After being by far and away the best side this season, the Heat found themselves up against an adversary to be feared in the Melbourne Aces. With one of the best offences in the ABL, Melbourne’s poor season record was somewhat confusing, especially when they possessed a pitching roster that could shut down any side on its day. Maybe the Heat’s 4-game series sweep of the Aces back in November is a good analogy as any: for four straight games the Aces were in it right until the last out, and for four straight games the Heat somehow came out on top.
While the ABLCS went by the script for the Aces Season (close, but no cigar), it was never going to go by the script for the Heat. The previous 49 games played this season allowed the Heat time and space to assert themselves as a championship team. While I can’t speak for the players and coaches, a three game series did not give me the same comfort. As the three games whittled down to one game, and as that single game whittled down to a single inning, a single out and pitch, it was becoming scarily apparent that this season was on a knife edge. We were no longer the dominant force of the league and were evenly matched against a worthy opponent. It was going to come down to who could out last the other, a game of inches, a lottery.
In the end, the Heat did not take the championship by knockout but by outlasting the Aces in a 13 round thriller. With the heroic Bubbie Buzachero on the mound for his 12th inning of relief in 2 days, it was only a matter of time until he became mortal again, just clipping Jamie McOwen on the toe with a breaking ball in the dirt. With the leadoff runner on in the Heat’s 10th inning of opportunity for a walkoff in two days, the Heat moved the runner around on a sacrifice and a groundout. With the Claxton Sheild only 90 feet away, the Heat were unable to come up with a walkoff hit – instead Andrew Russel got a wild pitch past catcher Kevin David and after an initial stutter Jamie McOwen, possibly the fastest runner in the ABL, tore to home plate. He was not alone in the quest for home as a baseball, the entire Perth Heat dugout and legion of photographers joined Jamie in the race. Fortunately for Jamie, the pitch invaders, and my heart, (which was reaching a crescendo of somewhere near 160bpm) McOwen just beat the tag. McOwen slams his helmet down and I scream a “YES!” which I fear may have been audible on TV as I was sitting in the press box only 5m from Warren Smith’s microphone broadcasting into Australia, Asia and the States. After releasing our PA announcer from a possibly too loving embrace, he was able to announce to all and sundry that “The Alcohol Think Again Perth Heat are your 2011, 2012 Australian Baseball League Champions”.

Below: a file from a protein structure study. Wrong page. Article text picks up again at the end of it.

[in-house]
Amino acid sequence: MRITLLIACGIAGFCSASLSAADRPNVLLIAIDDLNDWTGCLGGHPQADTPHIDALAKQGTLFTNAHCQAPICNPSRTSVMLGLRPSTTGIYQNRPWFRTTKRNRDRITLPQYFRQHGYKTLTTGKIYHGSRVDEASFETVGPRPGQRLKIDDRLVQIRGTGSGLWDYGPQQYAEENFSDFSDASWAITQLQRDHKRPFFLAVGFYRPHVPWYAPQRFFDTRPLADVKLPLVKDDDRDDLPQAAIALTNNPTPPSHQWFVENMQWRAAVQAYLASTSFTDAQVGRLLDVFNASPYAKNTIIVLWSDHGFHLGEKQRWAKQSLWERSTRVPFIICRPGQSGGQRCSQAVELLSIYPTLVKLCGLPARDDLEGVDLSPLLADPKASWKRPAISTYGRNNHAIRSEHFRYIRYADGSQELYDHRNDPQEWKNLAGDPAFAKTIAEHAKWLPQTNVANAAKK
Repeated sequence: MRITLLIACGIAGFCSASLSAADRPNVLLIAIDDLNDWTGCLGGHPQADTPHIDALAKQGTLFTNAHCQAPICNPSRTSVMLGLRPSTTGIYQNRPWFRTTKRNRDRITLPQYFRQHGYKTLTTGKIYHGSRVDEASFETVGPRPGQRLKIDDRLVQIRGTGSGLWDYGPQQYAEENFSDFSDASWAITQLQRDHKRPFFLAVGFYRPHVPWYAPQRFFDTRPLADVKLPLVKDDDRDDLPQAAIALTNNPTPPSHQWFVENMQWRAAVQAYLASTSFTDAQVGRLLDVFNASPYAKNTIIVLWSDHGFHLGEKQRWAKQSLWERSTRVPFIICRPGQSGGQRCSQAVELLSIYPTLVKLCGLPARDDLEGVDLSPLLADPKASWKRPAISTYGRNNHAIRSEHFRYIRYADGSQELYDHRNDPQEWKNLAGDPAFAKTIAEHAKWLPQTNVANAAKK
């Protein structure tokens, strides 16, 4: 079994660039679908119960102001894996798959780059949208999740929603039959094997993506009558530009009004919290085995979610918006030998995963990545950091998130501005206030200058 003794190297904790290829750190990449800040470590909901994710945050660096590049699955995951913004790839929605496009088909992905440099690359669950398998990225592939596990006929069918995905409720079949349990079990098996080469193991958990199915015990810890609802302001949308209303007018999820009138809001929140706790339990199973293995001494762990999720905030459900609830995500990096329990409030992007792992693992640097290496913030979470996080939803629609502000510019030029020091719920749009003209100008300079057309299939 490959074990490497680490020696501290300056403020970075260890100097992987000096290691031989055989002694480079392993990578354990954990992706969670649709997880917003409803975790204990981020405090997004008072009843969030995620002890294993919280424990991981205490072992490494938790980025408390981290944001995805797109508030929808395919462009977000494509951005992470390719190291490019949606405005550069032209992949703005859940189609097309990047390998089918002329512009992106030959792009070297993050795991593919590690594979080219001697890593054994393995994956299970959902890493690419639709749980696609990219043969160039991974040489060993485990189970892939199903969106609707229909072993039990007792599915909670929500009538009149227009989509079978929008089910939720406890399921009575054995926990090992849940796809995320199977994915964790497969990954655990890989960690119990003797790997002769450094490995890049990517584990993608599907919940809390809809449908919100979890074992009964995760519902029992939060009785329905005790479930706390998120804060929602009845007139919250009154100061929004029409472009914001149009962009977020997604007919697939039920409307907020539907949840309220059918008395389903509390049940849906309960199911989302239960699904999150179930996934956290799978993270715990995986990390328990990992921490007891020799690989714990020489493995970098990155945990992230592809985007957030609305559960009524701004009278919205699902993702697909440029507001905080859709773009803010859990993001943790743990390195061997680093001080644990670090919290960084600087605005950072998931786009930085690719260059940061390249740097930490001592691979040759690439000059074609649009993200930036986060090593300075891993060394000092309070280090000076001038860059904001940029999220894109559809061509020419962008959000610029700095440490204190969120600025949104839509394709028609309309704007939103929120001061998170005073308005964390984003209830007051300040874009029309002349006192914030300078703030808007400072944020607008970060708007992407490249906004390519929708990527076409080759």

What a game and what a series! The type that is loved by neutrals and underdogs and hated by those with everything on the line. It was becoming all too much as I longed to be able to tear myself away from everything just to relax – however my gameday duties did not allow myself any such luxuries and I was left to watch, clockwork orange style, as I feared for my workmates and the players I loved that everything they put in for the last 5 months could turn to nothing.
From the moment McOwen crossed home plate a wild party ensued, the buildup of tension form the last 3 days certainly took some time and questionable dance moves to relieve itself. Honourable mentions must go to Aaron Bonomi and Graham Lloyd. Bonomi is some crazy cat, and as for Lloyd, let’s just say it’s obvious that guy learnt some serious partying skills from his days with the Yankees. What a legend.
From here I will try to take a step back from being prophetic and give into some discussion of the game itself. The Heat did not just win this game on a wild pitch, it took some Herculean efforts from a group of champions, some of whom I will acknowledge below:
After being unbeatable all season, Geoff Brown did not have his stuff today, giving up 6 runs in 2.2 innings. The low-point of the day was Brown fluffing and easy play to 1st to finish off the 3rd. This error was very un-Geoff Brown like, and fearing Brown’s capitulation might catch on The Dark Knight had no choice but to bring him out of the game.
Jacob Clem had no such problems with the Aces, who, apart from a single run in the 3rd, kept the Aces bats quiet for 6.1 innings. Clem starved the Aces of any momentum, who would fail to score for the remaining 10 innings of the game.